# [OPE-L:5360] Re: Re: Re: Re: double divergence

From: Fred B. Moseley (fmoseley@mtholyoke.edu)
Date: Thu Apr 19 2001 - 09:24:30 EDT

```On Mon, 16 Apr 2001, Paul wrote:

> Date: Mon, 16 Apr 2001 21:13:36 +0100
> From: Paul <clyder@gn.apc.org>
> Reply-To: ope-l@galaxy.csuchico.edu
> To: ope-l@galaxy.csuchico.edu
> Subject: [OPE-L:5350] Re: Re: Re: double divergence
>
> On Sat, 07 Apr 2001, you wrote:
>
> >
> > (1)	W = C + N
> > 	  = C + mL
> >
> > (2)  	S = N - V
> >  	  = m (L - Ln)
> >
> > where W is value, C is constant capital, V is variable capital, N is
> > new-value, L is total current labor, m is money-value-added per hour, Ln
> > is necessary (= V/m), and S is surplus-value.
> >
> There is surely a dimensional inconsistency here.
> if m is as you say money-value per hour, say \$ per hour,
> then the dimension of the whole equation is in money not
> in value.
>
> I would say that the fundamental equation for the value of the product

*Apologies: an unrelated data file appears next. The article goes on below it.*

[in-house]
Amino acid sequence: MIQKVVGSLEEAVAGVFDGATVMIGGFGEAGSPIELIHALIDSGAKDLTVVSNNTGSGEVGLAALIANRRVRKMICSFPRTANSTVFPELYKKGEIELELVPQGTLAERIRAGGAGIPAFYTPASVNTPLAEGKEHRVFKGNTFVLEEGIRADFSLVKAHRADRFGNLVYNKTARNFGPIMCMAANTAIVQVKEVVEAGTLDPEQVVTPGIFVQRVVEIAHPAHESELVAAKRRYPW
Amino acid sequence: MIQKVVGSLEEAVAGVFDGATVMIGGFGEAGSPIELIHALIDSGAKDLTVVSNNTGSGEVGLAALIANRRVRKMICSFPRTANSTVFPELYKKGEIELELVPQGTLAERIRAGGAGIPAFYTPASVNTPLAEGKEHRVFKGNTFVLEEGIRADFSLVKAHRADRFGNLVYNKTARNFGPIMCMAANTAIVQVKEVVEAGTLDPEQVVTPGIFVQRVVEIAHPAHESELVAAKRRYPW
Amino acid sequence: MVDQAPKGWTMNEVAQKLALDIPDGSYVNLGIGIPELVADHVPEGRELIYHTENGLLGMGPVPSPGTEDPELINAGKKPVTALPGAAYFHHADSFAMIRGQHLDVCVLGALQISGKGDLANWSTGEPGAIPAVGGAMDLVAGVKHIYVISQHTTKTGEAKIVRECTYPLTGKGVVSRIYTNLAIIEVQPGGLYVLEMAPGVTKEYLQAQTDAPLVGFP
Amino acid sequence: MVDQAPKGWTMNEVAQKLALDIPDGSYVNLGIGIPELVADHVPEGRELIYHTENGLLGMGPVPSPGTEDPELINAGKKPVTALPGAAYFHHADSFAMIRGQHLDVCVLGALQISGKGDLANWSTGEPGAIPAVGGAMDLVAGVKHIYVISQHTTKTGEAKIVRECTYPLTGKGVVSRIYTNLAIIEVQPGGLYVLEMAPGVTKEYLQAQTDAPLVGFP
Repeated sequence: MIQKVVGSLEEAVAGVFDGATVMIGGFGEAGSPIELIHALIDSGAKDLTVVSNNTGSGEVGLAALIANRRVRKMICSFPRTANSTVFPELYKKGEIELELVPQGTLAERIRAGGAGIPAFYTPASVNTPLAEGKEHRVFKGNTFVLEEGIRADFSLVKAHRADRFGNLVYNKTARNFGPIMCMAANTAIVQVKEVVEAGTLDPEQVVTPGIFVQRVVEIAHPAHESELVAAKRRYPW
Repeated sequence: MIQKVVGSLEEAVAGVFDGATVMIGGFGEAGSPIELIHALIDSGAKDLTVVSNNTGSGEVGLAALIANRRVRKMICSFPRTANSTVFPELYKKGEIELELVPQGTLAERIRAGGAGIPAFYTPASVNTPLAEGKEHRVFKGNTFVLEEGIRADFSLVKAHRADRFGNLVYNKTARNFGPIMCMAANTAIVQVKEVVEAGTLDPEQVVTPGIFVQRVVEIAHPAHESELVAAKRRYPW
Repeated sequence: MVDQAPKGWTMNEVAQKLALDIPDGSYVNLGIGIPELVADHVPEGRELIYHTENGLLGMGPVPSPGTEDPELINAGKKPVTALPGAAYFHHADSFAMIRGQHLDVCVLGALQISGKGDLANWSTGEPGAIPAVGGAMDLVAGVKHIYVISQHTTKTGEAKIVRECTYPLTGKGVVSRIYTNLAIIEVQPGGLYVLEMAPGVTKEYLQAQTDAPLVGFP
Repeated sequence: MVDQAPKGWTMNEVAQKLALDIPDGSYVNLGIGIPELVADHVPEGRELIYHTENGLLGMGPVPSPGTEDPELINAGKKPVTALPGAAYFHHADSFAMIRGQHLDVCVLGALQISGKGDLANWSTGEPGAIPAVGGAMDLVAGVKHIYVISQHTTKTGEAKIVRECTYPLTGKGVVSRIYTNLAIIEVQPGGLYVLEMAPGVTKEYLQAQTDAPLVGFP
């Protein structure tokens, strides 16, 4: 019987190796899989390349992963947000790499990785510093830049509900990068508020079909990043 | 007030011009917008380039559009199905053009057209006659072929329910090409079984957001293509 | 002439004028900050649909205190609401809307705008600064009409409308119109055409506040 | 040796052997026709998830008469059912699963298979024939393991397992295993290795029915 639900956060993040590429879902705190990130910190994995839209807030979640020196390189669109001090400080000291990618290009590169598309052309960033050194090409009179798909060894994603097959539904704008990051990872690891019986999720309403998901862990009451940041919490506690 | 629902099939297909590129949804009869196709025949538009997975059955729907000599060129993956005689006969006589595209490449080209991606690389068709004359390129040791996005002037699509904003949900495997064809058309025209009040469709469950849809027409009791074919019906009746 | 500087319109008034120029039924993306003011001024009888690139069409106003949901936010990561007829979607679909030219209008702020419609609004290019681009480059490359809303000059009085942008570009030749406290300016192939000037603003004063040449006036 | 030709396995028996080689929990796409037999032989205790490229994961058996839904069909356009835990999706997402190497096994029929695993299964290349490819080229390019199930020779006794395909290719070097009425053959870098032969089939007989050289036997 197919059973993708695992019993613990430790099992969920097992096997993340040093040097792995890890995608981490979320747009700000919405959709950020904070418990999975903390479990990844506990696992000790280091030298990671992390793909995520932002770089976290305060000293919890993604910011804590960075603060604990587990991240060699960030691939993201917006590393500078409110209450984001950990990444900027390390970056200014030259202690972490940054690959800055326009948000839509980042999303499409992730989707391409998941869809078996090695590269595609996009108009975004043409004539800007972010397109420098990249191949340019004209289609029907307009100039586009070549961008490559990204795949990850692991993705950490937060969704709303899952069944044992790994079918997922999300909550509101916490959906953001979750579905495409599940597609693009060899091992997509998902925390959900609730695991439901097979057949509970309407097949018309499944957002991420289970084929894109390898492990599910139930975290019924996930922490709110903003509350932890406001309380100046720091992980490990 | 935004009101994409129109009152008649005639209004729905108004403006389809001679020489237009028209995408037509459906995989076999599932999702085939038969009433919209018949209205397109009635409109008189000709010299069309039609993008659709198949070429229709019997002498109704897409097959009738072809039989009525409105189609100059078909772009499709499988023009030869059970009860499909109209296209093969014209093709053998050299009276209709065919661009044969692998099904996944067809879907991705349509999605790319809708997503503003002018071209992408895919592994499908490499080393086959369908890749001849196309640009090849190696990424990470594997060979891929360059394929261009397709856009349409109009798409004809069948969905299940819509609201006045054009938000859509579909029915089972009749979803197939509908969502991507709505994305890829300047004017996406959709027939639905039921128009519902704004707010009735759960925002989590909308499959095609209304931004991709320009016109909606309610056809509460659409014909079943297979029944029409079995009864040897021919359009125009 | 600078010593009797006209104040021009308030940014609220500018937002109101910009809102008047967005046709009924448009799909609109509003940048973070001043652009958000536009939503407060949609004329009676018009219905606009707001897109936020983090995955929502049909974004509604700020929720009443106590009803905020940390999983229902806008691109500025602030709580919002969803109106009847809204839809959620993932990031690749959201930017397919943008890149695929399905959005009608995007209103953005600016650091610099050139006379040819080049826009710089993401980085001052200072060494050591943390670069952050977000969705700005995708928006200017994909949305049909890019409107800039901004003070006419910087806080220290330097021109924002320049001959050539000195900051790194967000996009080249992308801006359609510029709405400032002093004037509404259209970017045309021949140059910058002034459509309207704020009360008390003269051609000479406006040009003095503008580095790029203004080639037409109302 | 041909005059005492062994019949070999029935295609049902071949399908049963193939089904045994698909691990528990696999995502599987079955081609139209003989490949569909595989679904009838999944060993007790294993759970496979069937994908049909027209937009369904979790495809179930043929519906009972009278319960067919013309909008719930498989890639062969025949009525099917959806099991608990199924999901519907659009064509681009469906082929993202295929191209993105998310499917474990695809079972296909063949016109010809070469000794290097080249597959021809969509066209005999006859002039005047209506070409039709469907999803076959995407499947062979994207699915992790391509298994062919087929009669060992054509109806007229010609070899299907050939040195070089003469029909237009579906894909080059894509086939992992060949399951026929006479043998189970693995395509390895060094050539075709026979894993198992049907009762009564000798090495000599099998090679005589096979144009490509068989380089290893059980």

> is
> W = C+V+S = C+ L
>
> and the exchange value of the product measured in money would be
> P=mW
>
> --
> Paul Cockshott

Hi Paul, thanks for your comment.

We have different interpretations of value, which we have discussed
before.  You argue that value means labor-time.  I argue that value means
both labor-time and money.  Labor-time is the substance of value and money
is the necessary form of appearance of value.  After developing this
necessary relationship between the substance and form of appearance of
value, when Marx used the term "value" in Capital, he was usually
referring to quantities of money, or the form appearance of value.  Volume
1 is mainly about the determination of surplus-value, which is defined as
dM, or the excess of M' over M.  I have presented many passages to support
this interpretation (e.g. Chapter 7 of Volume 1 in which Marx's theory of
surplus-value is presented; surplus-value is 3 shillings, a quantity of
money).

So in my recent post, I also meant value in this sense, as quantities of
money, the form of appearance of value.  There is no dimensional
inconsistency in my equations.  The value of commodities (W) is equal to
the sum of the constant capital consumed in the production of the
commodities (C ) plus the money new-value added by the current labor
required to produce these commodities (N) (i.e. W = C + N).  All these
terms are quantities of money.

Paul, do you see what I mean?

Comradely,
Fred
```

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